First we have the Tea Party Republican from Florida buying cocaine…
In a press release put out just moments ago, agents indicate that the FBI and DEA had been watching Radel because they had learned he “would purchase cocaine for his personal use and sometimes share it with others.”
Radel, R-Fort Myers, entered a guilty plea this morning in court.
U.S. Rep. Trey Radel was sentenced to a year of probation after pleading guilty Wednesday to misdemeanor cocaine possession — a charge that authorities say came after he bought a small amount of cocaine in a sting in the nation’s capital last month.
Radel, a 37-year-old first-term Republican from Florida, said at his sentencing in D.C. Superior Court that he plans to enter an inpatient drug treatment program in Naples, Florida. It wasn’t immediately clear how long he would be in treatment.
The plea and sentence were part of a deal that Radel’s attorney struck with federal prosecutors. He could have received a maximum sentence of 180 days imprisonment or a $1,000 fine, or both. Instead, he was placed on one year probation, and if it is “successfully completed,” his guilty plea will be cleared from his record.
Then the brutal case of Congresswoman Grace Meng who was mugged last night on the way home -
Rep. Grace Meng (D-N.Y.), a freshman lawmaker from the New York City area, was attacked and robbed Tuesday evening in the Eastern Market area.
Meng said she had just said goodnight to a friend she had dinner with in the neighborhood about 8:30 p.m. when she was attacked from behind.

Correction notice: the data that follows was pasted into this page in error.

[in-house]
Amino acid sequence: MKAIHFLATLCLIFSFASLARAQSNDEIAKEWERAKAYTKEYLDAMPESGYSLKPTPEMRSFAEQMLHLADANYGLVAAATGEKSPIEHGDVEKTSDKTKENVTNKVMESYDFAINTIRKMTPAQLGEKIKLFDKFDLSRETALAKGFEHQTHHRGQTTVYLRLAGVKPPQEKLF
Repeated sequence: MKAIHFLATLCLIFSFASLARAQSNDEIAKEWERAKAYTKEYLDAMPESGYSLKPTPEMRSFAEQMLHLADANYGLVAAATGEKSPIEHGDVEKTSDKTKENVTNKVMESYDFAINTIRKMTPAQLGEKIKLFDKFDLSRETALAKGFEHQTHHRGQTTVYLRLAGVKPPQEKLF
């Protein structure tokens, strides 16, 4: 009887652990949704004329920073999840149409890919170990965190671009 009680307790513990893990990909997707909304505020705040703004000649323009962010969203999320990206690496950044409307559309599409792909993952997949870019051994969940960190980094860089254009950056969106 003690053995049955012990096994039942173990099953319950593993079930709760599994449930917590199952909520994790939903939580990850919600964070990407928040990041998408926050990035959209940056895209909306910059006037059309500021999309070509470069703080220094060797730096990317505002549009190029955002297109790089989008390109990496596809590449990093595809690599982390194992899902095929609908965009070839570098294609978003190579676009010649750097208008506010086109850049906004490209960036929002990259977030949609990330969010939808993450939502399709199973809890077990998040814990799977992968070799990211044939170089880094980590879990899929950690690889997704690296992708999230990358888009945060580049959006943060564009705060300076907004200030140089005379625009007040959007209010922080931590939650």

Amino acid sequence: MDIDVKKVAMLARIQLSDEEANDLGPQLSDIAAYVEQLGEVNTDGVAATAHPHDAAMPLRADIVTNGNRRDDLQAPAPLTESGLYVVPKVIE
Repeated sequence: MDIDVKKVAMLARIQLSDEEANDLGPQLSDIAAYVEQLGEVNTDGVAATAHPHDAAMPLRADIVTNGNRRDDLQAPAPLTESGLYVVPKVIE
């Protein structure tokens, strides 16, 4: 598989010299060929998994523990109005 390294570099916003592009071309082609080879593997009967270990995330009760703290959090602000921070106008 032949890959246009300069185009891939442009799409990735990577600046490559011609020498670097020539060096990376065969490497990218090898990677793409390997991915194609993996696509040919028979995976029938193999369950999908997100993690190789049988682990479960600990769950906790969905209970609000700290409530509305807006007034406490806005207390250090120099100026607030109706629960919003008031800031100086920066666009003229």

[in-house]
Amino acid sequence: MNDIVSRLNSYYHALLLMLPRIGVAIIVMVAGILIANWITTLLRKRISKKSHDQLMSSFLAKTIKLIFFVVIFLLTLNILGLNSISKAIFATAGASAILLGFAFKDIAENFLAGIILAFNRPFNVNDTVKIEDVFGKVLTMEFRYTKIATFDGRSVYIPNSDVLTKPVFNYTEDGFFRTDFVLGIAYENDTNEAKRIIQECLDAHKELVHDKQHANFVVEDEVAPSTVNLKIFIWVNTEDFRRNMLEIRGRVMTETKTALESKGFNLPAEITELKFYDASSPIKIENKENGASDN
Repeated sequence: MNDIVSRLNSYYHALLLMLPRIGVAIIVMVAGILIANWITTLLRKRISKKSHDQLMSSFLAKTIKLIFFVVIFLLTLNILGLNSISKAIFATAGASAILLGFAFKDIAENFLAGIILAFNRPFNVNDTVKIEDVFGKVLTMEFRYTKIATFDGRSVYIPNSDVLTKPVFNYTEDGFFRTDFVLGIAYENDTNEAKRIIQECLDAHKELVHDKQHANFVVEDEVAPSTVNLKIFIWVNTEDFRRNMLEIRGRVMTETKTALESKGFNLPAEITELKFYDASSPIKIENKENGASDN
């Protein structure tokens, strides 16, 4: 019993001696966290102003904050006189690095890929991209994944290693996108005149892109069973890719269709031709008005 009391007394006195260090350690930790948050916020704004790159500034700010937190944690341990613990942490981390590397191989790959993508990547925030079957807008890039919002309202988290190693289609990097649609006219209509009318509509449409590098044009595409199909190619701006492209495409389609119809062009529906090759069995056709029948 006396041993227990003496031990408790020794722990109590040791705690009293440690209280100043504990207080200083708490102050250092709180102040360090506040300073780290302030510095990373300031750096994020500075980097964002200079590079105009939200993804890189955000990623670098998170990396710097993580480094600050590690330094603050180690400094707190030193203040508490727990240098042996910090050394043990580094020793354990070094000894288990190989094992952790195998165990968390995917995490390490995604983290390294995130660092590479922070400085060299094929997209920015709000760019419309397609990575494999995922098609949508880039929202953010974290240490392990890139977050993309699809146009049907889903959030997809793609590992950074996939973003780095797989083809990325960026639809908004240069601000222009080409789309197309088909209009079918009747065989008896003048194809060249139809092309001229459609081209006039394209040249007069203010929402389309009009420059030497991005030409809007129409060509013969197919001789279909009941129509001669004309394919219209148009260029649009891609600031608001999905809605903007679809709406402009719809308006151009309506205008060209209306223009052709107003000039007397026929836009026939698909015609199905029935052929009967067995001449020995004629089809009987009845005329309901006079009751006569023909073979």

Responding police officers found Meng disoriented at 2nd St. and Independence Avenue SE with bruising and swelling to the back of the left side of her head, and injuries to her left knee, hand and face. Meng was not able to remember where she was robbed or describe her assailant or assailants, according to a D.C. police report.
All Meng could tell police was that she had dinner on 8th Street SE and her black Gucci tote bag was stolen during the attack. Medics evaluated her at the scene then took Meng to George Washington University hospital. The report described her injuries as abrasion, swelling, bruises and unconsciousness.
No arrests have been made in the case, but an “active, open investigation” is underway, according to U.S. Capitol Police spokeswoman Lt. Kimberly Schneider.
By Wednesday, she was back on Capitol Hill for a series of procedural votes in the afternoon. She missed the first two votes of the day in the 1 p.m. hour, but arrived in time to cast votes all afternoon. As she left the House Chamber Wednesday evening, she told reporters she was “just taking it a little slower today.”
“I’m from New York City and I have not been mugged like that. But the Capitol Police were great, the D.C. Police Department was very helpful,” she said.